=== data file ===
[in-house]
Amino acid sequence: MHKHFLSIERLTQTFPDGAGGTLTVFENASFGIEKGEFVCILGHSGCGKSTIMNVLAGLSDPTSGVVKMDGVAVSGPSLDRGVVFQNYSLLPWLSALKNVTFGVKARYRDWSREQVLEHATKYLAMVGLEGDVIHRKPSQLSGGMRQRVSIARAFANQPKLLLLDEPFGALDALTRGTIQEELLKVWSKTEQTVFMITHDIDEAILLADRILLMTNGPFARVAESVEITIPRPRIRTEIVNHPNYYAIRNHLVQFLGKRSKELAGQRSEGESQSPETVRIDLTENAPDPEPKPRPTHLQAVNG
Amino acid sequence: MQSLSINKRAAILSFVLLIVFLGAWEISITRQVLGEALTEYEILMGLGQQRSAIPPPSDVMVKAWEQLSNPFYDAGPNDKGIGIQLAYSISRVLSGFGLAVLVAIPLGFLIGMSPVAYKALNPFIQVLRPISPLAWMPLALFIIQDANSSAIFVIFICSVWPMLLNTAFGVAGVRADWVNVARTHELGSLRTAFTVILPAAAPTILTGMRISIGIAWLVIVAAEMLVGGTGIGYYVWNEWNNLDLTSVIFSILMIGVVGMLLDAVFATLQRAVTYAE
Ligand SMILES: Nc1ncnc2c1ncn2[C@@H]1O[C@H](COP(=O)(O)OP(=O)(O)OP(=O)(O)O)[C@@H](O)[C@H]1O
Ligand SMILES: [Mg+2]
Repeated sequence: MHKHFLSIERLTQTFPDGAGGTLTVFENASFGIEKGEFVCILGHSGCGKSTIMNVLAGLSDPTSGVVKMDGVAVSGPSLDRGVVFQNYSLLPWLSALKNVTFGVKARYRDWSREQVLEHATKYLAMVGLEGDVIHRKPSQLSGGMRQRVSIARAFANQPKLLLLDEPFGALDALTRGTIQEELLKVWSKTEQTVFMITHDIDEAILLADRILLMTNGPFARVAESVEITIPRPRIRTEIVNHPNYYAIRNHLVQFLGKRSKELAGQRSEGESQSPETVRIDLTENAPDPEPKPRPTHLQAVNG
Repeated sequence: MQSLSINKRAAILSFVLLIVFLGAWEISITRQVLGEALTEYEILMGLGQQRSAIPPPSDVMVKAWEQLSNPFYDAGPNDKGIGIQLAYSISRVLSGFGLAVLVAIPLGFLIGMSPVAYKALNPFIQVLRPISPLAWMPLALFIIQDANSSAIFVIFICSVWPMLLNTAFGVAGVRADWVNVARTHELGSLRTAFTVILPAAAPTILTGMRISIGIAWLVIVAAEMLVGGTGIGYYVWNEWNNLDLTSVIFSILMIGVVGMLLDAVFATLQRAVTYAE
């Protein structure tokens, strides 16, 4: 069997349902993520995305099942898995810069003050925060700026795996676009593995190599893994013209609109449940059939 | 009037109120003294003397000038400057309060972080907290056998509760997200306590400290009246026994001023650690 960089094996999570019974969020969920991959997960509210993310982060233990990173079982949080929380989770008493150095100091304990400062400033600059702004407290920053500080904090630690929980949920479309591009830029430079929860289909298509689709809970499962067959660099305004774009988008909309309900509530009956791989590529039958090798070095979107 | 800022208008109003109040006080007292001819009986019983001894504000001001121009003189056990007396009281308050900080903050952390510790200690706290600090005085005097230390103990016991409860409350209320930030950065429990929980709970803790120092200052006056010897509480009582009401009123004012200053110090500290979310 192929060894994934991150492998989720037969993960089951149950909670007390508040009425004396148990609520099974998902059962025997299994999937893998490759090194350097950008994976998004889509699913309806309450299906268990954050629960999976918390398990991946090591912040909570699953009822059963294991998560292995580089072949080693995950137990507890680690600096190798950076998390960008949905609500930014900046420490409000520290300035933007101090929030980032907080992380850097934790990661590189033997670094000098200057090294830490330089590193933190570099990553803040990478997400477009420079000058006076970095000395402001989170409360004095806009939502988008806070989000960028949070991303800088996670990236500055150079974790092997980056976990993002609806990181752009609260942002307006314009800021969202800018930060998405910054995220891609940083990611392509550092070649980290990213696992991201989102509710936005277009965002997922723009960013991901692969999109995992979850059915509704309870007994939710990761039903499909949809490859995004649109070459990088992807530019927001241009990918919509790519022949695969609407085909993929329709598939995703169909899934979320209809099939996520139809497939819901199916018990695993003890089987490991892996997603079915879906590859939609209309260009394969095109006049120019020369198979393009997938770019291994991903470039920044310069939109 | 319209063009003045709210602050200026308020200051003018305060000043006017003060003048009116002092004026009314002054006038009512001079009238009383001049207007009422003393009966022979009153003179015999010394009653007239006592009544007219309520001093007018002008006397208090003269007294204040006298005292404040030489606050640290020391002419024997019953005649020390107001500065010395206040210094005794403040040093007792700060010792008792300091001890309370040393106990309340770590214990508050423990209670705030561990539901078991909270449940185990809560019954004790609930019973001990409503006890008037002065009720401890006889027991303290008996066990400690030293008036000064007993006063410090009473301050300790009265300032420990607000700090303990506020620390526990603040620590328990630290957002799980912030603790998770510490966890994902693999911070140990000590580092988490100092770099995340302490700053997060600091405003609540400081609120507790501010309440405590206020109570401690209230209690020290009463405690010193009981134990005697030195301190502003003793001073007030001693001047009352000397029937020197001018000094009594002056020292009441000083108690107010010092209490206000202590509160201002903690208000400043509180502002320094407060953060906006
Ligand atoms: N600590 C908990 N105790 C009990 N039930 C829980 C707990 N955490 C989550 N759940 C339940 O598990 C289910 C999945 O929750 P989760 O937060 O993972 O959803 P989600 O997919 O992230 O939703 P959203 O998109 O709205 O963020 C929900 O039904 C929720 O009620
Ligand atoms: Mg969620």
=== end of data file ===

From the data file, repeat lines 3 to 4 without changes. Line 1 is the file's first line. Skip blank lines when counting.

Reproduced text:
Amino acid sequence: MQSLSINKRAAILSFVLLIVFLGAWEISITRQVLGEALTEYEILMGLGQQRSAIPPPSDVMVKAWEQLSNPFYDAGPNDKGIGIQLAYSISRVLSGFGLAVLVAIPLGFLIGMSPVAYKALNPFIQVLRPISPLAWMPLALFIIQDANSSAIFVIFICSVWPMLLNTAFGVAGVRADWVNVARTHELGSLRTAFTVILPAAAPTILTGMRISIGIAWLVIVAAEMLVGGTGIGYYVWNEWNNLDLTSVIFSILMIGVVGMLLDAVFATLQRAVTYAE
Ligand SMILES: Nc1ncnc2c1ncn2[C@@H]1O[C@H](COP(=O)(O)OP(=O)(O)OP(=O)(O)O)[C@@H](O)[C@H]1O